Calcite Mine

Calcite Mines

This well defined 4WD track drops down from S22 (N33 16.871 W116 05.791 NAD83), about 18 miles from Hwy 86. There is a signpost that describes the activities in this area during WWII. The US Government assigned specialists to this area to explore the rich calcite deposits known to exist there. The area is also rich in geology, with unique erosion, tectonic and conglomerate features.

Calcite Mine Trail Sign

The trail sign, located directly off of S22.

Calcite Mine Trail 4 Wheel Drive Tacoma

The trail crosses the South Fork of Palm Wash within a few hundred yards of S22, and the route is indicated by a 4WD caution sign.  The trail begins to climb, passing a few narrow, off-camber ledges.

Calcite Mine Trail

This is a view of the trail, winding its way to the Santa Rosa’s.

Calcite Mine Trail 4 Wheel Drive Tacoma

One of the more difficult and eroded sections of the trail.  The line to the right requires more clearance and traction.  The line to the left is quite off-camber.  This is all within the capability of an aggressive stock SUV.

Calcite Mine Trail 4 Wheel Drive Tacoma

This picture shows the same eroded section of the trail on the return trip.  The truck lifted the rear wheel about 10″ off the ground.  I did take an aggressive line (for effect).

Calcite Mine Trail

This picture shows the most difficult portion of the trail.  It is a steep, rocky shelf with medium sized rocks and formed ledges.

Calcite Mine Trail 4 Wheel Drive Tacoma

This picture shows the same obstacle viewed on the return trip.

Calcite Mine Trail

The view from the mine, east towards the Salton Sea.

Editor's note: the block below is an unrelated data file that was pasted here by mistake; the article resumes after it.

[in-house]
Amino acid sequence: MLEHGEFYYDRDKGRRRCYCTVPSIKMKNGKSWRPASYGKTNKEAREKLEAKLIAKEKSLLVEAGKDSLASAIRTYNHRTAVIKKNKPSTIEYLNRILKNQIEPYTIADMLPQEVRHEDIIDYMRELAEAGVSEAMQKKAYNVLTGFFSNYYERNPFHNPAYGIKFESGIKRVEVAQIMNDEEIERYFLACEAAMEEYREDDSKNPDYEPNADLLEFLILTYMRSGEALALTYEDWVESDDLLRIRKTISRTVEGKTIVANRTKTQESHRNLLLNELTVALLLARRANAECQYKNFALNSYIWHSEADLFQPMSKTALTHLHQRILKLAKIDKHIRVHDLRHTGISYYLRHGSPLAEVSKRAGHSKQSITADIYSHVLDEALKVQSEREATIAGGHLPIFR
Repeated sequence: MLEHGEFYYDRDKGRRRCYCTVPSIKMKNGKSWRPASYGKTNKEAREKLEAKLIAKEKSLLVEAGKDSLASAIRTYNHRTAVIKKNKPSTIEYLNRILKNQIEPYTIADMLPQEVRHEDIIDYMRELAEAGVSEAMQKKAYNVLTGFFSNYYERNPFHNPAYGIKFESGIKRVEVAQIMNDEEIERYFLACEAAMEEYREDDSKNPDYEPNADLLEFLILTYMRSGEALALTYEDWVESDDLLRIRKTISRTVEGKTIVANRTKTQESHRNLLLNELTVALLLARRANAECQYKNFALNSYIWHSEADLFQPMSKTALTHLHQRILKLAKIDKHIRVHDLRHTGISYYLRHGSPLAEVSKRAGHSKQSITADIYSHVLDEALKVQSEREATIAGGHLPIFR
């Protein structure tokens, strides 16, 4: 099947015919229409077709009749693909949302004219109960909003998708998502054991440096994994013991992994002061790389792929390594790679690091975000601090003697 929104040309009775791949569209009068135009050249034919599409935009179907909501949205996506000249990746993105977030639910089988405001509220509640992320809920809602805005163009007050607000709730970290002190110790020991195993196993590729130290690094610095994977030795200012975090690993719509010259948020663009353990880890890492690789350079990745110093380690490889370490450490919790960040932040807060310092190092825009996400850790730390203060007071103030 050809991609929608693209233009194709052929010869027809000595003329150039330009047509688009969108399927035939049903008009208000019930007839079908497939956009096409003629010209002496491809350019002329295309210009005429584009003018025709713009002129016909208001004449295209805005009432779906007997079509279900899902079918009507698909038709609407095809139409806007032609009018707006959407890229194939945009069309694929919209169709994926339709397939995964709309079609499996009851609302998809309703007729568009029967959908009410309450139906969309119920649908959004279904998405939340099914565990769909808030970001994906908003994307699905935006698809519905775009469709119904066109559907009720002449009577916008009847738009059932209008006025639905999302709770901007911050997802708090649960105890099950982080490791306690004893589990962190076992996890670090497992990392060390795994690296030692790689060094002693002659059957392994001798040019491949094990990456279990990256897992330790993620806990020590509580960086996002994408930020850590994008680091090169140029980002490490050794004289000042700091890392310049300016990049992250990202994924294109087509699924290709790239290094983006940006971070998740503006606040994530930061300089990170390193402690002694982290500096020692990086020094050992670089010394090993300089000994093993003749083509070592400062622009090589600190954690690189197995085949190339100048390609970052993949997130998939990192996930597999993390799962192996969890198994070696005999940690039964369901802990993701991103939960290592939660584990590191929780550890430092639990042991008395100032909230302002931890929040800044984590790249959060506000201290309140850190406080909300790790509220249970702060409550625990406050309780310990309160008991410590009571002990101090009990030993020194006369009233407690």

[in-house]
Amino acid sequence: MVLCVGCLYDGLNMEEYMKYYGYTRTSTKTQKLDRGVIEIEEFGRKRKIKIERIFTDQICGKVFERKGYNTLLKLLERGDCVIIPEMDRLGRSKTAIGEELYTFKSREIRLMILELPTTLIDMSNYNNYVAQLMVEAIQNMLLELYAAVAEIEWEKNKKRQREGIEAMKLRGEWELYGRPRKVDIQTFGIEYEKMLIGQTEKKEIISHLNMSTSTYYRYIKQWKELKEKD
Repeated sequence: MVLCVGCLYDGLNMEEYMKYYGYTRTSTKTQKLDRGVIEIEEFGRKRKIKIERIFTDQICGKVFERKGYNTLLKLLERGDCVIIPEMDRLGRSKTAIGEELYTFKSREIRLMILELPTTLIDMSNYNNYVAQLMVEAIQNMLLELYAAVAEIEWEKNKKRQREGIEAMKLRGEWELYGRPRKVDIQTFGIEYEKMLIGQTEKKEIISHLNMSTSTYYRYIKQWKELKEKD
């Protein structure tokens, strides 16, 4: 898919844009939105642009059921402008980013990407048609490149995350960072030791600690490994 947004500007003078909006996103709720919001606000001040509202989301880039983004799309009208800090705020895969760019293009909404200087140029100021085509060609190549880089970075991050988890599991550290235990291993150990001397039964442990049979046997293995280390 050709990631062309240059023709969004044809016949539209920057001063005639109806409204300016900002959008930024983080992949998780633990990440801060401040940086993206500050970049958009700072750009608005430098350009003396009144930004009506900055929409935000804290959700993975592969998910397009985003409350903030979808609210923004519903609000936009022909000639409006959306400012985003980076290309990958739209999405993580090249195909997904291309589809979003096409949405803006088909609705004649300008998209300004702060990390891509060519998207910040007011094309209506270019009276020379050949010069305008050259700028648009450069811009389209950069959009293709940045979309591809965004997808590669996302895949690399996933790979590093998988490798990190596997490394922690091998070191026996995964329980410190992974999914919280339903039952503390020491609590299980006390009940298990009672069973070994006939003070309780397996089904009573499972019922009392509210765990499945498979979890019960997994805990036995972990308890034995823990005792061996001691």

Calcite Mine Trail

A view of the Pliocene Canebrake conglomerate (Dibblee 1954) of the Neogene Strata, forming the western deposits of the ancient Salton Trough.

Calcite Mine Trail 4 Wheel Drive Tacoma

A nice “parking spot” near the mine.

Calcite Mine

The scientists that investigated this site determined that the calcite veins in the Santa Rosa Mountains contained optical grade calcite, which is also known as “Iceland Spar”.  This extremely pure and most;y colorless rhombohedron (a near cube) form of calcite was used in the sites of gun turrets.  The most amazing function of the calcite is its crystal (you would see a double image).  You can only see one image at perfect parallel to the c-axis.  This provides the benefit of allowing the bomber gunners to ensure that the gun was “on target”. If they see two images, they were off-axis, and would miss.

Calcite Mine

Another calcite vein.

 

Trip Details

    Date: 4/30/2004
    Trail Time: 2 Hours
    Location: South of Indio, just west of the Salton Sea on S22
    Trail Rating: 2.5 (1-5 scale): 3
    Major Obstacle: There are a few off-camber rock climbs, and one rock shelf that will require decent ground clearance, and possibly a traction device. I was able to drive the entire trail without using the rear locking differential.
    Brush (minor, moderate, severe): Minor
    Scenic Value (1-5 scale): 3: The landscape is very unique in this area with heavy rill and gully erosion, and very little vegetation. The view east towards the Salton Sea is impressive.
    Attendees:
    Scott Brady- 2004 Toyota Tacoma TRD Double Cab
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Scott is the publisher and co-founder of Expedition Portal and Overland Journal. His travels by 4WD and adventure motorcycle span all seven continents and include three circumnavigations of the globe. His polar travels include two vehicle crossings of Antarctica and the first long-axis crossing of Greenland. He lives in Prescott, Arizona